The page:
A work placement by Flinders Nutrition and Dietetics students has reflected some healthy changes in a rural South Australian community via the Coorong Healthy Highways project.
Final-year students Alexandra Manolopoulos and Vanessa Fountain conducted a survey on the project, which underpinned a turnaround in community fast-food eating habits in favour of more health alternatives including freshly grilled fish, meat, salads and sushi.
The evaluation report, written by Alex and Vanessa, was well received by the Coorong District Council OPAL (Obesity Prevention and Lifestyle) program which commissioned the project.
Since its launch in October, more than 20 roadhouses, takeaway outlets and cafes, supermarkets, restaurants, bakeries and even local schools have now signed up to Coorong Healthy Highways (CHH), with many reporting a lift in community wellbeing and business turnover as a result.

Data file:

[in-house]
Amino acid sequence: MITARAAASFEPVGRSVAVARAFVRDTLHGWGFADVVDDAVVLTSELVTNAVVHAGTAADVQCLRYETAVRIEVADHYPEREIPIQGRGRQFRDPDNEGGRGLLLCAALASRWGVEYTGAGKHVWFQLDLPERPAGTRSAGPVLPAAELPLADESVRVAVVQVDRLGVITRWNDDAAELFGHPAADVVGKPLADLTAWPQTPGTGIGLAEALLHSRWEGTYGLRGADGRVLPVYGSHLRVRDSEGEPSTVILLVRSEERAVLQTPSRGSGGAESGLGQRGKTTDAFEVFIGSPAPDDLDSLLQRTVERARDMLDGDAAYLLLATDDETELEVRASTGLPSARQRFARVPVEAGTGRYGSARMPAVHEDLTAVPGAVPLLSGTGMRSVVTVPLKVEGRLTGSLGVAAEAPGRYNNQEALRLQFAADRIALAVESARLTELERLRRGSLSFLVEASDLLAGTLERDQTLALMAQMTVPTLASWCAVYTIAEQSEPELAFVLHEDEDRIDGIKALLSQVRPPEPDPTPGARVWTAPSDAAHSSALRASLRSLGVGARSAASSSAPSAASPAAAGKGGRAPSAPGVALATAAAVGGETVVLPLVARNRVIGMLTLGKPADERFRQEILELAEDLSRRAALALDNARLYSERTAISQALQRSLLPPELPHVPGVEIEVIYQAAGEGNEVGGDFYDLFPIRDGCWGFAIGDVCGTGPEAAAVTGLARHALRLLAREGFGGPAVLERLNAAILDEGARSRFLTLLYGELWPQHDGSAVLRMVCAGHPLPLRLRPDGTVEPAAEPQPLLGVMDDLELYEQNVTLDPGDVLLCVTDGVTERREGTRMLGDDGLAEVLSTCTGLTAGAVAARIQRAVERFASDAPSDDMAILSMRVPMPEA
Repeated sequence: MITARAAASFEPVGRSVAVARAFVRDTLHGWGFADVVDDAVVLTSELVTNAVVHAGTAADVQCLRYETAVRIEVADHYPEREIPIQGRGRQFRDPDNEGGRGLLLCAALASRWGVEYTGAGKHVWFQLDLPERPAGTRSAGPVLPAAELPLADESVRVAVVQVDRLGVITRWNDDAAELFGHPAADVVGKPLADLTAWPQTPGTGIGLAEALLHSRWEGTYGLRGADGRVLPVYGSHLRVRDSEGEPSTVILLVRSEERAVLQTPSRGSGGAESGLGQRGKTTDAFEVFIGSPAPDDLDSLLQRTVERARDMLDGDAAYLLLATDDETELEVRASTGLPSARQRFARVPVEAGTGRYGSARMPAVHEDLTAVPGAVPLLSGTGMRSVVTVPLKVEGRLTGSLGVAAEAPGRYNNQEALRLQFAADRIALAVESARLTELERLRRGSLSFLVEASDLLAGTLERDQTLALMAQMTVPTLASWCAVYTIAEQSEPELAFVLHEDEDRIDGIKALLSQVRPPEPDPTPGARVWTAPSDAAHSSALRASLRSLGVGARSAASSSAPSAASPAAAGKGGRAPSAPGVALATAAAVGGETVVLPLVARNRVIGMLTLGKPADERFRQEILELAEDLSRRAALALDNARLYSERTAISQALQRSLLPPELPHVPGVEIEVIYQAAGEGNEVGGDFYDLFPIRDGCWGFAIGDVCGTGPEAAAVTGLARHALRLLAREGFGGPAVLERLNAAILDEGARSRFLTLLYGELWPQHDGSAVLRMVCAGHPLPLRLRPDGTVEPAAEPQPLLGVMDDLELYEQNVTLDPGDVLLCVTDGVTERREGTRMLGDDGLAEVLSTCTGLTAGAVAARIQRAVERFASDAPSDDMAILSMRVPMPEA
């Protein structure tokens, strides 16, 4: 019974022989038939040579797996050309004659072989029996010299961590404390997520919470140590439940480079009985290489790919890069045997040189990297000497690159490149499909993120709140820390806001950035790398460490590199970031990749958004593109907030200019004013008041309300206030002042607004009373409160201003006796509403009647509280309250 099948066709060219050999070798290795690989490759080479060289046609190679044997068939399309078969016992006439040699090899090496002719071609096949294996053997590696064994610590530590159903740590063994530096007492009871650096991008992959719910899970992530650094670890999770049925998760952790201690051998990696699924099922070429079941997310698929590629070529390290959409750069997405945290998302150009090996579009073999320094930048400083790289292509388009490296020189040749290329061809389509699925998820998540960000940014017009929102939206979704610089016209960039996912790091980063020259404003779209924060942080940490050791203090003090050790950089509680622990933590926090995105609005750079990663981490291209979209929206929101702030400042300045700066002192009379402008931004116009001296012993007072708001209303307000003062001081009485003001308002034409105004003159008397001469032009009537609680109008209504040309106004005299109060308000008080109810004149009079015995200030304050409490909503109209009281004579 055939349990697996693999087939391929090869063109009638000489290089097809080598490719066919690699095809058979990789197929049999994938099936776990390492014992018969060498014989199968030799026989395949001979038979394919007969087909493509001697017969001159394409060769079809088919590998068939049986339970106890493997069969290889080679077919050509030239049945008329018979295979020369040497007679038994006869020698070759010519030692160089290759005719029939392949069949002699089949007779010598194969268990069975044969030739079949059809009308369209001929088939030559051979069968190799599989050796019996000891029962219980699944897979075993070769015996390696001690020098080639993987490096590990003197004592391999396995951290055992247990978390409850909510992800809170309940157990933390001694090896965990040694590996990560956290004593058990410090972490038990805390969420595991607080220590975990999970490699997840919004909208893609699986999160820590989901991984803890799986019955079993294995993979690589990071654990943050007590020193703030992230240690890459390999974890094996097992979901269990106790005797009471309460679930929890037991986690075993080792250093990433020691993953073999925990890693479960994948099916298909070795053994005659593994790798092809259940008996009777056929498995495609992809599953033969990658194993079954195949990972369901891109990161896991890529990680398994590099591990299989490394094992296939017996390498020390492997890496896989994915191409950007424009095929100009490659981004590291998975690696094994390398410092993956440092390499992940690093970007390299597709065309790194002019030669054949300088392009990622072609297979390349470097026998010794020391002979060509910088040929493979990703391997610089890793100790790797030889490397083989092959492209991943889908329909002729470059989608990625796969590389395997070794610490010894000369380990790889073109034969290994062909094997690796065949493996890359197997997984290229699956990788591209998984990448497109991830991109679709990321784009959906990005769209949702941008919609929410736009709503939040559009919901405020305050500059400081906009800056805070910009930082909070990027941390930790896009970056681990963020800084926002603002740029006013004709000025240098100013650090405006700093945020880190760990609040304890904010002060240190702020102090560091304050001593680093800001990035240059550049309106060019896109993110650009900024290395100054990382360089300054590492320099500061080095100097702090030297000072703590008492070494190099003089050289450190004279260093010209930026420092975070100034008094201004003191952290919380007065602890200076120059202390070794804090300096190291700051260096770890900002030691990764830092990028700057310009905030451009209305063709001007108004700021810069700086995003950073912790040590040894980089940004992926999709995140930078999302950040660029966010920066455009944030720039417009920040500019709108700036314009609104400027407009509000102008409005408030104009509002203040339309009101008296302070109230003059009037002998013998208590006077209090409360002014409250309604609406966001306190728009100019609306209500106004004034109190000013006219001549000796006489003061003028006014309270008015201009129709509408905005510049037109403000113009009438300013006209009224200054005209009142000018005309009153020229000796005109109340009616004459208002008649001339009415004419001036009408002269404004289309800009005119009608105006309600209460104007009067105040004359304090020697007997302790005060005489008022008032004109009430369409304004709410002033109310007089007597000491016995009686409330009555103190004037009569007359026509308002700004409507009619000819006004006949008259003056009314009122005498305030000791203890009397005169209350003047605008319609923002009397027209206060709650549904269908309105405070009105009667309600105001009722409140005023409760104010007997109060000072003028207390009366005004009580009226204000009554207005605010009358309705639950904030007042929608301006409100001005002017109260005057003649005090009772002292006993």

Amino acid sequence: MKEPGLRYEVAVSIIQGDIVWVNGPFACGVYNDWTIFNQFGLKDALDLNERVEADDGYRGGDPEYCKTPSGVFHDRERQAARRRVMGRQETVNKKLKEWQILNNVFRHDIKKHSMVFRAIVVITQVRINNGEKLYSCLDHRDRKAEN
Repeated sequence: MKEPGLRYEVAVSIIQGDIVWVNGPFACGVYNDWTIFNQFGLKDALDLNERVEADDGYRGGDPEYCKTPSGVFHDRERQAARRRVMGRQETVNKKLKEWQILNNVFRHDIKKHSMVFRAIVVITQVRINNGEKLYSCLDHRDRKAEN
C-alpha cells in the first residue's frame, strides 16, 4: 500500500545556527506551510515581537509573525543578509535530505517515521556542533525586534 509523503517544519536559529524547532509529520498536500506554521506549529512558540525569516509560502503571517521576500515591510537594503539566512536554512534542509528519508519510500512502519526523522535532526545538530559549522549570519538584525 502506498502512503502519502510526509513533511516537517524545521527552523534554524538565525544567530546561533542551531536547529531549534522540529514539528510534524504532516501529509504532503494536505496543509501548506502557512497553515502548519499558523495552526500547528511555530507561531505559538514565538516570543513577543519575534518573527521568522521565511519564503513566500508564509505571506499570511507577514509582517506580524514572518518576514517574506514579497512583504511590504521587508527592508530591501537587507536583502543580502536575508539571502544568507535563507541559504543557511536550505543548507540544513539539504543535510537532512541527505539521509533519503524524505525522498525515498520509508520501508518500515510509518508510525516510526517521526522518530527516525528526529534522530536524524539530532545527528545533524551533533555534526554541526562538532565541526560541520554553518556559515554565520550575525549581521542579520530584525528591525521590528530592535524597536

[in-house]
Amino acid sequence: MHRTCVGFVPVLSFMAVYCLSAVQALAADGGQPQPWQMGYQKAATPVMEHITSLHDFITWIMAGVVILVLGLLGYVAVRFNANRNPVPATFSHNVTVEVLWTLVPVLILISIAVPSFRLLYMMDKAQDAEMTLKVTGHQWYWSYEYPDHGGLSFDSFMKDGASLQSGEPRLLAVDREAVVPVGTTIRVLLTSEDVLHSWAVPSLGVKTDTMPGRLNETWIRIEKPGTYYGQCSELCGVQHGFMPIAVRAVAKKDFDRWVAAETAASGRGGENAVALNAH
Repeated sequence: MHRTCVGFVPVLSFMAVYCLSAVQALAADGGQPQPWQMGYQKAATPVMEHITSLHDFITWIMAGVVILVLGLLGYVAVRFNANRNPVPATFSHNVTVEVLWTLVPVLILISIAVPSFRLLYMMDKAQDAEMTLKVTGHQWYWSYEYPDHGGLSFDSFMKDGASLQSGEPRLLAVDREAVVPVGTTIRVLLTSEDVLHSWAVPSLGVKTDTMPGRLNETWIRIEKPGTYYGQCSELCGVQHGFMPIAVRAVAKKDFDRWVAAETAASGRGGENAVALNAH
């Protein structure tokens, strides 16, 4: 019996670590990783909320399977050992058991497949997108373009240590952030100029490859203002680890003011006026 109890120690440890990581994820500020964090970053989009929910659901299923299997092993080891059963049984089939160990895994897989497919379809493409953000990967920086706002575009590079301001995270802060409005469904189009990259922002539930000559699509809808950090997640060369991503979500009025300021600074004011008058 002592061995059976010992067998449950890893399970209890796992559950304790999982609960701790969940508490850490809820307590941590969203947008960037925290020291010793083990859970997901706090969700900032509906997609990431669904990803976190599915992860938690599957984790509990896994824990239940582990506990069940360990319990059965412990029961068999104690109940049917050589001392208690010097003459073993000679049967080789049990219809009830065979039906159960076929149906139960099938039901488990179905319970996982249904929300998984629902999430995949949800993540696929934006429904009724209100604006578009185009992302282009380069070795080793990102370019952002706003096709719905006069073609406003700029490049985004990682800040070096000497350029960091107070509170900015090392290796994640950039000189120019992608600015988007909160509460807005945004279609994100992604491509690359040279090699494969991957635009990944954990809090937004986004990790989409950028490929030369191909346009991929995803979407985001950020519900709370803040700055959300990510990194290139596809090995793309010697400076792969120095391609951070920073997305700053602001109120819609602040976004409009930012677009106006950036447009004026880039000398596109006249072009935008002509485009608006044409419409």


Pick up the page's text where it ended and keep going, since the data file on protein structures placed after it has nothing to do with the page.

The CHH project was led by the OPAL team program, supported by the Heart Foundation and State Government’s Health Kids Menu Taskforce. Flinders Nutrition and Dietetics researchers were also involved in formulating this preventative health program now used by several councils around Australia.
Coorong OPAL manager Tanja Morgan said the SA project was driven by research indicating the higher rates of obesity in rural communities were linked to limited access to healthy foods.
“In recent years, community members have told us they’re always seeking out healthier options while travelling around the district, especially for children,” Mrs Morgan says.
Coorong Healthy Highways this year won the State Government’s Minister for Health, Excellence in Public Health Award and was a finalist in the Local Government Professionals Australia, SA Leadership Excellence Awards Program which recognises outstanding achievement and innovation in local government (category: Excellence in Community Services).